The Connecticut River Valley of western Massachusetts is home to one of the most successful consortia in American higher education. Four private colleges and the state university have banded together to plan and carry out cooperative programs under the banner of Five Colleges. Commemorating twenty-five years of collaboration, as Donald R. Friary points out in the foreword, this volume offers five essays that speak to the distinctive histories of each of these institutions.
In the first essay, Theodore P. Greene depicts the temper of Amherst College in the early decades after its founding in 1821, a time when piety occasionally gave way to playfulness among the "indigent young men" who formed the student body. Christopher Benfey follows with a lucid amount of Emily Dickinson's Mount Holyoke (1847-48), describing how several generations of critics have treated the poet's experience there. Ronald Story's essay is a somber, provocative analysis of past growth and future prospects at New England's largest public research university, the University of Massachusetts.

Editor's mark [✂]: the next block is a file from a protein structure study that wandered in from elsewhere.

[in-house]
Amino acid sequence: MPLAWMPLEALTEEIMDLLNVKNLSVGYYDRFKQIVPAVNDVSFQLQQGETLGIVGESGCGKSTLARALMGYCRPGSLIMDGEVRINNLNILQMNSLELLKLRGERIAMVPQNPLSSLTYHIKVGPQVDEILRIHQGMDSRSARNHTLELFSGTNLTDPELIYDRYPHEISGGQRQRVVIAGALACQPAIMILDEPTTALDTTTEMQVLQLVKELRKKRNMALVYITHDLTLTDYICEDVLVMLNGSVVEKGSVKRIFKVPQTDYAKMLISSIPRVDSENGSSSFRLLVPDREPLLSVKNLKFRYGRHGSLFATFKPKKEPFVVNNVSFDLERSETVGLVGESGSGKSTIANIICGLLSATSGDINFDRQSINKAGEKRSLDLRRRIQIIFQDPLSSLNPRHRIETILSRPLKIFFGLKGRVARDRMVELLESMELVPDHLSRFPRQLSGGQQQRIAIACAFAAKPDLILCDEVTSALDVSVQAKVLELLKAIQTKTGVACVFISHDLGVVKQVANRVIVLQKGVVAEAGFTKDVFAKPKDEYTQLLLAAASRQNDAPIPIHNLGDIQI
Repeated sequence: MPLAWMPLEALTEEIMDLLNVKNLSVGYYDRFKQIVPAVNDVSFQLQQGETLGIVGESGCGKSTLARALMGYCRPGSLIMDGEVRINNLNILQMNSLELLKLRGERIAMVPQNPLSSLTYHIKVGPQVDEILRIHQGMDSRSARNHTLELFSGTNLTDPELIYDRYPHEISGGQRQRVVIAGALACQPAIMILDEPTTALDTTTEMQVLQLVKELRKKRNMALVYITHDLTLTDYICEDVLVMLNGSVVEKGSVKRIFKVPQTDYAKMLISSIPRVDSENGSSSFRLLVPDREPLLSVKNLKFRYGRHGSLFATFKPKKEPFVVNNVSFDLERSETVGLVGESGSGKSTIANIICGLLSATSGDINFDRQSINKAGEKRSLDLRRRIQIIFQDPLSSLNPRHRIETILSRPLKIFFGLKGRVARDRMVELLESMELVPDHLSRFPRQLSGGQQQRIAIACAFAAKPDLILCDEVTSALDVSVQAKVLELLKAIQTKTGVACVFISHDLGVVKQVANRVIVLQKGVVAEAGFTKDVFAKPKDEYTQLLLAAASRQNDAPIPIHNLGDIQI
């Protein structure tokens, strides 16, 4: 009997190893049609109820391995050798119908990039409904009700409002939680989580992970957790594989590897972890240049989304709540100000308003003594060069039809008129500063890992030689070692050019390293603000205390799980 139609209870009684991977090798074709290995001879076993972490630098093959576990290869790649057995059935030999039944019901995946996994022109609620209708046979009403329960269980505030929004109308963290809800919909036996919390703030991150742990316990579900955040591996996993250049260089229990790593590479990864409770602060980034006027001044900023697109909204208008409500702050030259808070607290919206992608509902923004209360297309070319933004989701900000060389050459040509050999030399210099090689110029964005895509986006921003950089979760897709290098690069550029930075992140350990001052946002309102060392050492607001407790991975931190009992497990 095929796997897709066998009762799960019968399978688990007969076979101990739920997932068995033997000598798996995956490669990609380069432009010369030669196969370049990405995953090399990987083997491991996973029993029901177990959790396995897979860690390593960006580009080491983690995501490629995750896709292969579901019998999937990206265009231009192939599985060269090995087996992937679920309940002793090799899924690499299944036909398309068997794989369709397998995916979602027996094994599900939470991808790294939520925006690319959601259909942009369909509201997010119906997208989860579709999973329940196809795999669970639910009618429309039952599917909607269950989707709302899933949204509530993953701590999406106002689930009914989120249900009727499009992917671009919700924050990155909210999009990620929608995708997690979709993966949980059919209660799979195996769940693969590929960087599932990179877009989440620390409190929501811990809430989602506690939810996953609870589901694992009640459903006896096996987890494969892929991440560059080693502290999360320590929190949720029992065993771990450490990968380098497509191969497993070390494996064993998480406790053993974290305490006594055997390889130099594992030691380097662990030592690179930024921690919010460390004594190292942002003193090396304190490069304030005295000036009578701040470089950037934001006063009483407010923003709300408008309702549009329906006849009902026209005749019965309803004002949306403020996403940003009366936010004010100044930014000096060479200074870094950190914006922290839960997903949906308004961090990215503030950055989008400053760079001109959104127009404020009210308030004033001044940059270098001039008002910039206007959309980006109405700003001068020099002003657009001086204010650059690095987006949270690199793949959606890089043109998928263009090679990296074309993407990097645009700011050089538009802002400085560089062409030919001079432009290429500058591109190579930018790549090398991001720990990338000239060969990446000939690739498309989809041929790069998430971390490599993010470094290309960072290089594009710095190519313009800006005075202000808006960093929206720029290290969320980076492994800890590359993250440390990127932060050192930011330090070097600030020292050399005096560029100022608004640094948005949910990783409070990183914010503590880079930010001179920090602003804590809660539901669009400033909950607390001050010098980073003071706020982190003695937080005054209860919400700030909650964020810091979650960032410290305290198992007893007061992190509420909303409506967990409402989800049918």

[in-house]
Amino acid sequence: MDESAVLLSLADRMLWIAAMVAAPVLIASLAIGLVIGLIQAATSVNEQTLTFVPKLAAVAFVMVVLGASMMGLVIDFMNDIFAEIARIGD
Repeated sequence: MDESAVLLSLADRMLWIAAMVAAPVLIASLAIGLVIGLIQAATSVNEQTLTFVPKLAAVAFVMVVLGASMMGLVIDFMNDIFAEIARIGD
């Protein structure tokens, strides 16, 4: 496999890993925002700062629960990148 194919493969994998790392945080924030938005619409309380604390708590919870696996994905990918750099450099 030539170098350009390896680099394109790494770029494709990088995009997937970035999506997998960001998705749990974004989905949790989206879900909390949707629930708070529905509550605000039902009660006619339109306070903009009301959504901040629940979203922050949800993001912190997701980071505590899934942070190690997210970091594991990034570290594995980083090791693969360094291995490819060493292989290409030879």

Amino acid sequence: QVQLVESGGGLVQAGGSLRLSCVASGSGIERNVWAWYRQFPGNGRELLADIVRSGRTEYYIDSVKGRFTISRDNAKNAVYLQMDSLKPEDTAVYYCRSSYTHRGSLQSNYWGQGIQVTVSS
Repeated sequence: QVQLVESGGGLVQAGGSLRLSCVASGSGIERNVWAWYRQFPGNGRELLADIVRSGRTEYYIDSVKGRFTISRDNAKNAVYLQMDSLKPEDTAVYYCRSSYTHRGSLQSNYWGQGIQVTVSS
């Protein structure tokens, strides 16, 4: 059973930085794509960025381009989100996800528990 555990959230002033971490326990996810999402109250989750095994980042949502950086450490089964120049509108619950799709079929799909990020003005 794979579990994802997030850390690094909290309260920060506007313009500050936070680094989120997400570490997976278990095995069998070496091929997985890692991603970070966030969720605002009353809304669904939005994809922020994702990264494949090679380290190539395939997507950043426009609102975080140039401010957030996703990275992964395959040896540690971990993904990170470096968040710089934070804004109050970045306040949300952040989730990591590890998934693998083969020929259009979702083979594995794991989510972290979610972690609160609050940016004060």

Writing about Smith College, Helen Lefkowitz Horowitz argues that embedded in the architecture of the campus are four successive visions of the ideal Smith student; the campus thus becomes a text in which patterns of building reflect different conceptions of educated womanhood. Charles R. Longsworth contributes a lively first-hand account of the founding of Hampshire College in an era of countercultural reform. In the Afterword, Lorna M. Peterson traces the history of the Five-College system, suggesting that it has always thrived on the individuality and idiosyncrasies of the different campuses.